By Sam Macrory

20 Jul 2016

The civil service "lost self-confidence" as a result of the coalition's reform, the former Defra and Home Office perm sec tells Sam Macrory, as the pair take tea in Sutton House

Who? Dame Helen Ghosh became the director-general of the National Trust in 2012 after spending more than 30 years as a civil servant. Starting out as an administration trainee at the Department of the Environment, she went on to hold senior roles at the DWP and HMRC before becoming permanent secretary at Defra in 2005. She became perm sec at the Home Office in January 2011, stepping down 19 months later to take up her current position.

The venue Sutton House and Breaker’s Yard. A National Trust property in deepest Hackney, this Grade II listed Tudor manor house was built in 1535 by Sir Ralph Sadlier, a courtier to Henry VIII. In the centuries since, it has been a school, a centre for fire wardens during the Second World War and, in the 1980s, a squat. Fully restored with original Tudor features, it is now a museum, gallery, cafe, book shop and wedding venue.

The menu A vast slice of raspberry sponge cake and a pot of English tea.

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We discussed
Leaving the civil service
"Government at its best works fantastically fast, and its range and power is incomparable to what any private organisation could do. Response to an emergency, the way the government machine can swing in behind it so quickly… again, incomparable. But it’s tremendously liberating that I can [now] suggest the things that we do. That’s the difference. You’re not waiting for a manifesto, waiting for the minister. You can say: 'I think this.'"

Learning new skills
"I wasn’t a campaigner by background. In government, that’s what ministers do. You may provide them with the evidence, the ammunition, but you’re not the person on the podium, speaking passionately about the subject."

Her priorities when she joined the National Trust
"The area where I think our founders would throw their hands up in horror, because actually it’s the thing they cared about, was the state of the countryside, biodiversity, the surveys showing that 60% of species are in decline. The National Trust is one of the largest national landowners. If we can’t make a contribution to turning round that decline, who can? That set us a very clear priority for the next 10 years. I also worry about the fact that there are still many people in Britain who think that the country, the historic houses, are not for them but for another group of people."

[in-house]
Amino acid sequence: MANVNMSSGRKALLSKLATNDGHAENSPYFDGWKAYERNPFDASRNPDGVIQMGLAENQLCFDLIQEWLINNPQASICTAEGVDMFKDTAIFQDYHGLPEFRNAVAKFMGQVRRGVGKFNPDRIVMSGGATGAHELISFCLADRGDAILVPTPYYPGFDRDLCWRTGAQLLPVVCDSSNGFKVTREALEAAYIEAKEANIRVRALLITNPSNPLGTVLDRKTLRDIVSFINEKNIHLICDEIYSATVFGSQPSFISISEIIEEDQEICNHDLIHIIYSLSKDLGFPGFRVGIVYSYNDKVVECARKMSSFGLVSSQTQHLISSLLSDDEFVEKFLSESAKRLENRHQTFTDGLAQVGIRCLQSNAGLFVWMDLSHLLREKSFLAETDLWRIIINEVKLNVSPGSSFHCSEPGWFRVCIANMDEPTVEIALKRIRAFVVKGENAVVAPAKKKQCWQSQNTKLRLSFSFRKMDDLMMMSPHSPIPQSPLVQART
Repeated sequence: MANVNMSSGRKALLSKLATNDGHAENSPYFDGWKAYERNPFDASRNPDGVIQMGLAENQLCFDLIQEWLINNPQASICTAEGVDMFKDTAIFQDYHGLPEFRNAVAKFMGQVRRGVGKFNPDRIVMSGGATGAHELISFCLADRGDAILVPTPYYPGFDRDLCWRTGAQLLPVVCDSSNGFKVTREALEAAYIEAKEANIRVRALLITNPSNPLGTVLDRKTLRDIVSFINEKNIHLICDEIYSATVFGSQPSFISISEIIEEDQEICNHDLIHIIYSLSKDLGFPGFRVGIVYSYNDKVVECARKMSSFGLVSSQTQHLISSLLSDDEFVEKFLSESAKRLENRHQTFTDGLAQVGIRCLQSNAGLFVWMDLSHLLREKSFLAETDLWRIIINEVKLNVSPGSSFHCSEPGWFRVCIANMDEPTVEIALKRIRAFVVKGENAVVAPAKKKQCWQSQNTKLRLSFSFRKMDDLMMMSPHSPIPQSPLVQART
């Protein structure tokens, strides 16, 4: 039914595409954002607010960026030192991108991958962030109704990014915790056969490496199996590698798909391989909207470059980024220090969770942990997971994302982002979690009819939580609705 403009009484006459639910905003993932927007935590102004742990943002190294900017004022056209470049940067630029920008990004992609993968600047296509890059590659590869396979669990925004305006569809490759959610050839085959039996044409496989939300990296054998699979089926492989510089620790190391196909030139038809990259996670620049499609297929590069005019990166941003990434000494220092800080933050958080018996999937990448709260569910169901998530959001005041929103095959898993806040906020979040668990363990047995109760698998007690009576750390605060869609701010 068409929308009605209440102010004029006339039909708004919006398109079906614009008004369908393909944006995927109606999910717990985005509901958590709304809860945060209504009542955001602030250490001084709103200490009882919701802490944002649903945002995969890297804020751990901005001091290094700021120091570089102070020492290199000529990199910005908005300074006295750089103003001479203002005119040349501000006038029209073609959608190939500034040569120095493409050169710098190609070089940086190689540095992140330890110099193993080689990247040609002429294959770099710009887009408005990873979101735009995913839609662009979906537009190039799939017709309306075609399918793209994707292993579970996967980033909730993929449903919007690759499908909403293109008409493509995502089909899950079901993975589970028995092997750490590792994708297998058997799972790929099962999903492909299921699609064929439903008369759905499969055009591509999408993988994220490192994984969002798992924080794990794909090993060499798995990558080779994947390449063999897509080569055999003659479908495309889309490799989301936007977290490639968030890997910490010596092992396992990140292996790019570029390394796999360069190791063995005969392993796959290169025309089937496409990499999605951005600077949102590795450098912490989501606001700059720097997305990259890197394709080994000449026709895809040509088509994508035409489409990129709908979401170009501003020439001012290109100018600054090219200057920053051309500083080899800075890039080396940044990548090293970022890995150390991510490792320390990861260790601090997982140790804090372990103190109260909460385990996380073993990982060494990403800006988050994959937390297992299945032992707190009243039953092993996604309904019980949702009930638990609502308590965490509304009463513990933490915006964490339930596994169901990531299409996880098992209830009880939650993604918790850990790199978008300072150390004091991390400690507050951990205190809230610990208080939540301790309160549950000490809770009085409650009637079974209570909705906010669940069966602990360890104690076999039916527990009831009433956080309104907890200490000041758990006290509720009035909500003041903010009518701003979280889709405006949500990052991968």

Whether the National Trust should campaign 
"We will always need to, occasionally, wave a flag on a policy issue. I write to ministers – not constantly, but often. I believe it is perfectly valid to campaign, but not to become a campaigning organisation. We are not, and should never be, a Greenpeace. That’s not our job. But we can show what good looks like and work with others to make a difference. In recent years, planning and the gradual erosion of the planning system has been our biggest concern."

Misconceptions about the National Trust 
"Because we have the word 'national' in our title, people think that in some way we are connected to government. We’re not. Our fundraising team were doing some focus groups, and asked what people thought about us being a charity – at which the group said: “No, don’t become a charity, you’ll just send out free pens and spend too much on administration.” 

Misconceptions about the civil service
"When I arrived at the Trust several people said: 'It must be lovely to come to an organisation where everyone really cares about what they do.' I always thought: 'Good heavens. I’ve worked for 30 years in an organisation where people really care about what they do.' It made me realise that people look on the civil service and don’t realise that it is, in the same way as working for a charity, a kind of calling. You do it because you want to do some good for the public.

Her government contacts
"I absolutely don’t believe in trading on old contacts, but it does mean occasionally you can ring someone up and say: 'Can you just tell me what is happening? It’s all gone quiet on this topic or that topic.' And you understand the pressure on ministers. You can get inside their mind a bit."